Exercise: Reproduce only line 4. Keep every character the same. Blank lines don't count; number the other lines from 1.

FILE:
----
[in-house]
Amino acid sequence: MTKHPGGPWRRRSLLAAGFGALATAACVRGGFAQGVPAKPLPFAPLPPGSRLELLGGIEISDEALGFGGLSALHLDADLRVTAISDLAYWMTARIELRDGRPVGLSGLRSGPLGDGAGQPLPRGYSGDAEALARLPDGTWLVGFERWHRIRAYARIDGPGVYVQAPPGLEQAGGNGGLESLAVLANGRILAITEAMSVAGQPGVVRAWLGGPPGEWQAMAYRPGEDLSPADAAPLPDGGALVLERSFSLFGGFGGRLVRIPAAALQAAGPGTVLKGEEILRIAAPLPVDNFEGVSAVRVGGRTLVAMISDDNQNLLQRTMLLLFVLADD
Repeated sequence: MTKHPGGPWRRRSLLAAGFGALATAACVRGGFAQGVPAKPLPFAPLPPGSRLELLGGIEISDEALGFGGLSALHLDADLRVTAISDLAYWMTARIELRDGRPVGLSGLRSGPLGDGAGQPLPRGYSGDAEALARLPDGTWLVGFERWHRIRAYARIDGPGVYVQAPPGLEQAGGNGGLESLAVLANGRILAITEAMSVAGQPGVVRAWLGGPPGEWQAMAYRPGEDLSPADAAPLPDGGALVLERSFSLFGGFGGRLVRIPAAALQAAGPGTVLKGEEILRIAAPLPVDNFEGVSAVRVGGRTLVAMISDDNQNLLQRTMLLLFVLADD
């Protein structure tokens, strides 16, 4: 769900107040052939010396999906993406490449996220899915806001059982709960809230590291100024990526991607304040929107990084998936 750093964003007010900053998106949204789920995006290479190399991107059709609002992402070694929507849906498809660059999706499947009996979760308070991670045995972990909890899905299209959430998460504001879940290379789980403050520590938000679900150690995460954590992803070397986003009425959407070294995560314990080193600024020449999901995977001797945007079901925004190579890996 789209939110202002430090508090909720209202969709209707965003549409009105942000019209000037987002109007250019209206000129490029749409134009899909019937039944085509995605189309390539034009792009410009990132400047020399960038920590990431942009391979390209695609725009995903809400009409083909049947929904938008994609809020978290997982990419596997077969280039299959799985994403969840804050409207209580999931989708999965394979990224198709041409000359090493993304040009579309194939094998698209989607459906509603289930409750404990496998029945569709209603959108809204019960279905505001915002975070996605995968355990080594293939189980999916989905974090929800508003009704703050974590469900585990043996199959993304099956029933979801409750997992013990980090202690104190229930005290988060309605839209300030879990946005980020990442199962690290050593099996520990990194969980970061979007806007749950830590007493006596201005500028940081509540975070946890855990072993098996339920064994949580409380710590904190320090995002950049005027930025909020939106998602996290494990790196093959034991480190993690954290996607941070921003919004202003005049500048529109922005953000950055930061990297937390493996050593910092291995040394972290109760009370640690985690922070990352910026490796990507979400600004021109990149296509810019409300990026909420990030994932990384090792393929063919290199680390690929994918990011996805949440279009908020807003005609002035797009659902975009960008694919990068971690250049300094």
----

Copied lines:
């Protein structure tokens, strides 16, 4: 769900107040052939010396999906993406490449996220899915806001059982709960809230590291100024990526991607304040929107990084998936 750093964003007010900053998106949204789920995006290479190399991107059709609002992402070694929507849906498809660059999706499947009996979760308070991670045995972990909890899905299209959430998460504001879940290379789980403050520590938000679900150690995460954590992803070397986003009425959407070294995560314990080193600024020449999901995977001797945007079901925004190579890996 789209939110202002430090508090909720209202969709209707965003549409009105942000019209000037987002109007250019209206000129490029749409134009899909019937039944085509995605189309390539034009792009410009990132400047020399960038920590990431942009391979390209695609725009995903809400009409083909049947929904938008994609809020978290997982990419596997077969280039299959799985994403969840804050409207209580999931989708999965394979990224198709041409000359090493993304040009579309194939094998698209989607459906509603289930409750404990496998029945569709209603959108809204019960279905505001915002975070996605995968355990080594293939189980999916989905974090929800508003009704703050974590469900585990043996199959993304099956029933979801409750997992013990980090202690104190229930005290988060309605839209300030879990946005980020990442199962690290050593099996520990990194969980970061979007806007749950830590007493006596201005500028940081509540975070946890855990072993098996339920064994949580409380710590904190320090995002950049005027930025909020939106998602996290494990790196093959034991480190993690954290996607941070921003919004202003005049500048529109922005953000950055930061990297937390493996050593910092291995040394972290109760009370640690985690922070990352910026490796990507979400600004021109990149296509810019409300990026909420990030994932990384090792393929063919290199680390690929994918990011996805949440279009908020807003005609002035797009659902975009960008694919990068971690250049300094």